Naming the Next Generation Speaker Q&A: Neil Howe

On June 26th Ypulse will be Naming the Next Generation.* Neil Howe, author, historian and generational guru, will be joining us in our quest to find a name for post-Millennials that fits their unique generational experience. Neil has been a pioneer in generational theory, writing nine books on American generations.  Along with William Strauss, he first coined the term “Millennials,” describing this generation with remarkable foresight as far back as 1991. We can think of no one better to help us to name the next generation, in fact, we wouldn't have dreamed of trying without Neil's help. Today Neil tells us about why we need to move away from the term “Gen Z,” how post-Millennials will be the oldest group to not recall a time before the Great Recession, and how this generation could be like Millennials ... on steroids.
 
*Register to attend Naming the Next Generation, and you can give your own suggestions on what the next generation should be named here!
 
Ypulse: What do you think is the biggest difference between Millennials and post-Millennials?
Neil Howe: I think it’s important to establish what we mean when referring to “Millennials” and “post-Millennials.” My definition for “post-Millennials” includes those born after 2004, so these are kids currently just entering grade 2 of elementary school. Yes, that date remains tentative. You can’t be sure where history will someday draw a cohort dividing line until a generation fully comes of age into adulthood. But since there are good reasons why social generations tend to be 20 or so years long, I am naturally suspicious of a definition that abruptly limits Millennials to only 10 or 15 birth years.
 
Right now, the biggest difference is the emphasis on socialization, pushed on them largely by their Gen-X parents and teachers.…

 
 
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Millennial News Feed

Quote of the Day: “If I played the lottery tomorrow and won $100,000,000 I would save most of it, donate some of it. And I'd buy my dad a boat, because I promised I'd buy him one if I was ever a millionaire.” –Female, 15, WA

This week, celebrity Photoshopping was debated online when fans criticized Beyoncé for posting an Instagram picture that looked altered to make her look slimmer. The star (and others) have been accused of using Photoshop or other image-fixing apps on social media photos before, a practice that many feel contributes to young female fans’ body issues, and does not align with the imperfection embracing and authenticity that so many young consumers expect. (BuzzFeed)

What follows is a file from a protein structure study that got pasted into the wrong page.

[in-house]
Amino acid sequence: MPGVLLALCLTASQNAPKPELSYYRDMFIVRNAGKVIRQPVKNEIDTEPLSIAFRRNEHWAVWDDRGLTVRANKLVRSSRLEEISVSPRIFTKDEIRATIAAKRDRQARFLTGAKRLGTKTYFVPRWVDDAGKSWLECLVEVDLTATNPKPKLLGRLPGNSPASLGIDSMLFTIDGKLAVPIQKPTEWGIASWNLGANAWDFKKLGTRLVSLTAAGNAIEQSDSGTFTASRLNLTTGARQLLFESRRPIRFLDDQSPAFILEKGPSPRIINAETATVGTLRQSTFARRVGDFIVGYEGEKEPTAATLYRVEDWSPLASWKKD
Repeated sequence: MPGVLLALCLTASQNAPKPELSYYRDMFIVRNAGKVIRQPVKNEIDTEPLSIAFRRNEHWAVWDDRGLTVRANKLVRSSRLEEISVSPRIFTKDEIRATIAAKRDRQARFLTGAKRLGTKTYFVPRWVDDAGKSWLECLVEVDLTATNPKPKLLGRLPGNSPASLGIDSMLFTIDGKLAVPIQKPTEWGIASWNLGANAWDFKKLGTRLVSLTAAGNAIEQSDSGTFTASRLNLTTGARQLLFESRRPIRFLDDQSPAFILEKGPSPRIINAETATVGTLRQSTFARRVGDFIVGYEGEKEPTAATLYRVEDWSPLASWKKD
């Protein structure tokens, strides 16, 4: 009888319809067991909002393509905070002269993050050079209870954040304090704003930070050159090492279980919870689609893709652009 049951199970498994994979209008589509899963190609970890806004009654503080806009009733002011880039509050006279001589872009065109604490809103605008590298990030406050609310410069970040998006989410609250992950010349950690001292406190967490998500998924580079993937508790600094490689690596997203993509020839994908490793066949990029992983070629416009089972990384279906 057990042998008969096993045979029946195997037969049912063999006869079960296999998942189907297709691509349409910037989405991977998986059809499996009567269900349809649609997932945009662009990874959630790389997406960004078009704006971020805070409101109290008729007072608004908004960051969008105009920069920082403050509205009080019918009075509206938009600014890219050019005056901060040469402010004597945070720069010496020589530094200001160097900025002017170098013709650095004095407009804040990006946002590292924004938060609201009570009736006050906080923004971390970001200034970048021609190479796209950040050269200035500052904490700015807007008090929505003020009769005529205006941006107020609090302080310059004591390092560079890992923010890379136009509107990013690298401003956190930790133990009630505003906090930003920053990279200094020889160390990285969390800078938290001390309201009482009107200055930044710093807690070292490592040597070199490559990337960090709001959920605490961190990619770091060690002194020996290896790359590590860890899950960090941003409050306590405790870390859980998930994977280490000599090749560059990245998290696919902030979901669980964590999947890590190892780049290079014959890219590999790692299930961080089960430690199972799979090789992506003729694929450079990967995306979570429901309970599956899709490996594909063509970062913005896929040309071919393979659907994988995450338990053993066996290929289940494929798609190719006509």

The Cartoon Network has launched an anti-bullying campaign called “I Speak Up” to encourage kids who have been bullied to reach out to trusted adults. Viewers are being encouraged to submit videos (with the permission of their parent or guardian) to share the anti-bullying message, and some of those videos will be featured in the campaign online and on TV. Visitors to the Speak Up website can also take a pledge to stop bullying, and earn special badges while playing Cartoon Network games. (PR Newser)

Young consumers are screen multitaskers, and second screen use while watching TV is a norm—but it’s not always clear to brands how they should engage in that behavior, and just throwing a hashtag on the screen isn’t going to cut it. Now Twitter says that studios and networks that live-tweet their popular programming (post and respond to viewers while the show is happening) can “dramatically boost followers and Twitter mentions” and even bump up TV ratings. (Recode)

YouTube is coming to the big screen. The digital comedy duo who create SMOSH, a channel with 30 million subscribers, has created a movie that will be distributed by Lionsgate. The movie is being described as a “Bill & Ted’s Excellent Adventurefor 2014” and will star a slew of other YouTube stars. The news is another example of traditional media embracing YouTube to entice young consumers, and the mainstreaming of the site’s stars. (Fast Company)

New research has found that across all grade levels and subjects, girls get better grades than male students—around the globe. The results have caused some to wonder if schools are “set up to favor the way girls learn and trip up boys.” Male students might be less able to self-discipline themselves, a key ingredient to doing well in classes, which means that the way education is structured plays into their weaknesses. (The Atlantic

Have some lingering questions about Millennials that you need answered for an upcoming meeting? That’s what Ypulse is here for. Silver and Gold subscribers have access to Ypulse's trend and Millennial experts for quick, personalized feedback on any topic. After each insights article, subscribers can submit questions and requests directly to our experts and receive instant responses. (Ypulse)

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